I'm talking to a skull.
After taking measurements of the nasal spine, I lowered my face until I was level with the skull and gently rotated the top of the stand in a clockwise circle. I should've studied to be a forensic anthropologist. They could look at just the skull and be eighty- to ninety-some percent sure of gender. What little I did know still made me think the remains looked female.
I sucked in a deep breath. So, where was the rest of the body?
Aynslee, wearing pink flannel pajama bottoms and a short T-shirt, drifted into the room. Her long, ginger-colored hair tangled below her slender shoulders.
“Shouldn't you be hitting the books?” I asked. “You have an English essay due.” I'd started homeschooling my daughter last fall.
“I don't know what to write.”
“Your online assignment was an analytical research paper.” I pulled out a sketchpad to jot some notes on the cranium. “You need to start by identifying the genre, topic, and audience. You
could start with the audience. If they are like you, what are you interested in?”
“I don't know. Boys. Vampires . . .”
“I was thinking more along the lines of academic topics,” I said dryly. “Literature? Politics? History?”
“Maybe crime?” Aynslee asked.
I blinked. “Crime?”
Aynslee grinned. “It's not so much that it's interesting. I figured with all the stuff you have around here, it'd be easier to write.”
“Could I write about one of your cases?”
“It would need to be an adjudicated one.” I pointed at a three-ring binder on my shelves. “You can check through the newspaper articles in there.”
“'Kay.” She wandered over, pulled out the binder, and placed it on my desk. After browsing through it for a few moments, she unsnapped several pages and held them up. “I've found a couple. Which one should I write about?”
“Leave them on the desk and I'll look them up.”
“Also, could you look up that priest case? The one you're supposed to get a subpoena on?”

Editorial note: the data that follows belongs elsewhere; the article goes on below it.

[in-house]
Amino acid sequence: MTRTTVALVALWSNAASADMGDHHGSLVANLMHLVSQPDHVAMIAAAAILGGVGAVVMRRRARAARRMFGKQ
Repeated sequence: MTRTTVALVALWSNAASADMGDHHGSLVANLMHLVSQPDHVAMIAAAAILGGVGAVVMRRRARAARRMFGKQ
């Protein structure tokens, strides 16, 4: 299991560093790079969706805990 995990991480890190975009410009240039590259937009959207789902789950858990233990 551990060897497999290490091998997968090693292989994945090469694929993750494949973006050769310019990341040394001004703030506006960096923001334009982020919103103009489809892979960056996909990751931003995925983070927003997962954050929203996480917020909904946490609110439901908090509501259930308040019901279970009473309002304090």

“Sure, once it arrives. Why?” I moved around the skull.
“Just wanted to read about it.” Her mouth stretched into a jaw-cracking yawn. “Whatcha doing?”
Her eyes widened when she spotted the skull. “Is that real?”
“Yes. Winston found it.”
“Uck, gross. I'm never letting that dog lick me again.” She came closer. “What happened to him?”
“Her.” I pointed to the bullet hole. “She was shot. I was
just getting ready to have Winston show me where he discovered her.”
“That's just so gross.” She started to leave, then stopped. “Are you going to have to take that”âshe pointed at the skullâ“that thing to Missoula or anything?”
“I don't know. Why are you asking?”
“My birthday's coming up next week, and there's a movie marathon starting this weekend. I could stay with Dad.”
A hot flash rocketed up my neck and across my face. I took a quick breath and waited for it to end. Robert rented an apartment in Missoula while waiting for the completion of his new home. “I'll think about it. In the meantime, did you finish your chores?”
“Almost. Don't think about the movie thing too long or the marathon will be over.” Aynslee started to leave, then paused. “We've got ants.”
I froze. “Are you sure it's ants? Not spiders?”
“Yeah. They're coming from over there.” She pointed to the cupboard under the studio sink, then shuffled from the room.
I thought I'd fixed that
. I opened the cupboard. Sure enough, the temporary plywood shelf was still there from when a leak under the sink rotted the cabinet bottom. A line of ants paraded from the crawl space under the house. If ants could get in, so could spiders. Resisting the urge to slap at my clothing, I found a can of insect spray and emptied it under and around the cabinet.
Fumes from the spray filled the room.
Time to leave and find a body
. The thought cheered me up. Dave was right; I really did have a sick mind.
Reaching through the security bars on the windows, I opened a few to let the room air out. After placing the skull in a fresh
grocery bag, I folded the top closed and stapled it shut, this time adding two strips of tape to keep it closed.
Any walk in the woods required some kind of weapon. Chances were slim that an irate black bear or cougar would see me as a potential meal, but a startled moose could be in need of shooing off with a loud noise. Hopefully. As for a grizzly, well, I'd just have to pray I didn't have that problem. I debated between my SIG Sauer pistol and the .223 rifle, settling on the .223. The bullets were cheaper.